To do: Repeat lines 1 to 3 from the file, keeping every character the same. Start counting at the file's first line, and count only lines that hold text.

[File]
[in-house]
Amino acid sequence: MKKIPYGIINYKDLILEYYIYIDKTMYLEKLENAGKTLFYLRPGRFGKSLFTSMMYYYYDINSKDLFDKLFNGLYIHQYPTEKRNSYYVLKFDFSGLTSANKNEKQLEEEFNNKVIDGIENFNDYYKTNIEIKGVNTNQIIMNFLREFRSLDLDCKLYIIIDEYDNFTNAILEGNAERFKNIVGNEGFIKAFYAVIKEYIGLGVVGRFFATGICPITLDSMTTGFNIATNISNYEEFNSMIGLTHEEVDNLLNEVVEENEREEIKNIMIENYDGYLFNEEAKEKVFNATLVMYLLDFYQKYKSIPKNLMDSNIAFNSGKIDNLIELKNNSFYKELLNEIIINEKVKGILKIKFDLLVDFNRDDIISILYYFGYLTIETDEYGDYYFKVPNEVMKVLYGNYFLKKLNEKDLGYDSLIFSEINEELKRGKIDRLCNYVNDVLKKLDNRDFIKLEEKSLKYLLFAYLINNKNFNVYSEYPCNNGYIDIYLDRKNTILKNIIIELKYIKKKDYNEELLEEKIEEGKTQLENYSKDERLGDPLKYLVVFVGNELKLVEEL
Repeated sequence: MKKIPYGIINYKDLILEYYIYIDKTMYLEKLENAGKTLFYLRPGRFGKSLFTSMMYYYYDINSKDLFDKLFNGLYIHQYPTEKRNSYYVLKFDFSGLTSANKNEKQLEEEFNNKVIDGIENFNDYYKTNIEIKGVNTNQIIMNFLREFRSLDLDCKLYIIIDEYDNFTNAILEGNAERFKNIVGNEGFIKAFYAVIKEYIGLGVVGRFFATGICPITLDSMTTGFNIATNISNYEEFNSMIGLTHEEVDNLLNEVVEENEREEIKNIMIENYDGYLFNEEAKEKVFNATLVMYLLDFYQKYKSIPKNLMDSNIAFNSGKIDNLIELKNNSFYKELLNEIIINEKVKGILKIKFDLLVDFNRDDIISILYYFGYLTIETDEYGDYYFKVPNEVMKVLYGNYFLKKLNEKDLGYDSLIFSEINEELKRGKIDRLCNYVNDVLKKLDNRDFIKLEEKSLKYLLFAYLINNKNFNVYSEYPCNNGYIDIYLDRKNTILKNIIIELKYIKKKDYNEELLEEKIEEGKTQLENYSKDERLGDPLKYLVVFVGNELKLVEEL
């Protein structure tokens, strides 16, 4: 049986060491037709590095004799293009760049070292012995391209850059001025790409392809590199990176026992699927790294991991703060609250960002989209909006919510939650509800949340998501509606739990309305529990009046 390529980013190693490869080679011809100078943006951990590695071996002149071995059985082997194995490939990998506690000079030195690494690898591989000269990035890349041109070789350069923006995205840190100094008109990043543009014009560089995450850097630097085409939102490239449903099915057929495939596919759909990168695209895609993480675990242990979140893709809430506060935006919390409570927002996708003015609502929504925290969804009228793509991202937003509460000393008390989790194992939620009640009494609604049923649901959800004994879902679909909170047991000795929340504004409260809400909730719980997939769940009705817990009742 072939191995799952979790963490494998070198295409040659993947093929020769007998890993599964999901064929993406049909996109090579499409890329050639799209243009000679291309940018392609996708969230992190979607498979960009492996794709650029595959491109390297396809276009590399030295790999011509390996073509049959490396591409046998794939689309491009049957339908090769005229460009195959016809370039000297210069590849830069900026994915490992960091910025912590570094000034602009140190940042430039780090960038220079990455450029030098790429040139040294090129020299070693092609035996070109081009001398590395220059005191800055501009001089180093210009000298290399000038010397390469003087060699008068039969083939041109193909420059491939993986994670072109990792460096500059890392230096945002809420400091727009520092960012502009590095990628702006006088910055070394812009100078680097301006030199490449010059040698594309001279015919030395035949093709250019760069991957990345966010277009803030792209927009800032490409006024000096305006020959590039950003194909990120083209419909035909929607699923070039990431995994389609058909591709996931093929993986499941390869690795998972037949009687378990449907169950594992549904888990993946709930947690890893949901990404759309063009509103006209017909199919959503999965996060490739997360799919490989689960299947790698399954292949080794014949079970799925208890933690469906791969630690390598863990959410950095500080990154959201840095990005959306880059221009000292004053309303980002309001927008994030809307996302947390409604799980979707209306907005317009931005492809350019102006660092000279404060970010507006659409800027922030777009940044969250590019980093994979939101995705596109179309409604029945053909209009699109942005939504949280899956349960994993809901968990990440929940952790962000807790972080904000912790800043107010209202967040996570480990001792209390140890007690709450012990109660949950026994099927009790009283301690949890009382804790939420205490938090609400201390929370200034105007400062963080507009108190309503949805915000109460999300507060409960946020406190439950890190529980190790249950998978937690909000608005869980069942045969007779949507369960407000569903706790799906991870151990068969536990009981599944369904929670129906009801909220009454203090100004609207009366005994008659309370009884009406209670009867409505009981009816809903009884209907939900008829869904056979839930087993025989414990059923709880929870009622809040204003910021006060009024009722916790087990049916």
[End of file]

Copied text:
[in-house]
Amino acid sequence: MKKIPYGIINYKDLILEYYIYIDKTMYLEKLENAGKTLFYLRPGRFGKSLFTSMMYYYYDINSKDLFDKLFNGLYIHQYPTEKRNSYYVLKFDFSGLTSANKNEKQLEEEFNNKVIDGIENFNDYYKTNIEIKGVNTNQIIMNFLREFRSLDLDCKLYIIIDEYDNFTNAILEGNAERFKNIVGNEGFIKAFYAVIKEYIGLGVVGRFFATGICPITLDSMTTGFNIATNISNYEEFNSMIGLTHEEVDNLLNEVVEENEREEIKNIMIENYDGYLFNEEAKEKVFNATLVMYLLDFYQKYKSIPKNLMDSNIAFNSGKIDNLIELKNNSFYKELLNEIIINEKVKGILKIKFDLLVDFNRDDIISILYYFGYLTIETDEYGDYYFKVPNEVMKVLYGNYFLKKLNEKDLGYDSLIFSEINEELKRGKIDRLCNYVNDVLKKLDNRDFIKLEEKSLKYLLFAYLINNKNFNVYSEYPCNNGYIDIYLDRKNTILKNIIIELKYIKKKDYNEELLEEKIEEGKTQLENYSKDERLGDPLKYLVVFVGNELKLVEEL
Repeated sequence: MKKIPYGIINYKDLILEYYIYIDKTMYLEKLENAGKTLFYLRPGRFGKSLFTSMMYYYYDINSKDLFDKLFNGLYIHQYPTEKRNSYYVLKFDFSGLTSANKNEKQLEEEFNNKVIDGIENFNDYYKTNIEIKGVNTNQIIMNFLREFRSLDLDCKLYIIIDEYDNFTNAILEGNAERFKNIVGNEGFIKAFYAVIKEYIGLGVVGRFFATGICPITLDSMTTGFNIATNISNYEEFNSMIGLTHEEVDNLLNEVVEENEREEIKNIMIENYDGYLFNEEAKEKVFNATLVMYLLDFYQKYKSIPKNLMDSNIAFNSGKIDNLIELKNNSFYKELLNEIIINEKVKGILKIKFDLLVDFNRDDIISILYYFGYLTIETDEYGDYYFKVPNEVMKVLYGNYFLKKLNEKDLGYDSLIFSEINEELKRGKIDRLCNYVNDVLKKLDNRDFIKLEEKSLKYLLFAYLINNKNFNVYSEYPCNNGYIDIYLDRKNTILKNIIIELKYIKKKDYNEELLEEKIEEGKTQLENYSKDERLGDPLKYLVVFVGNELKLVEEL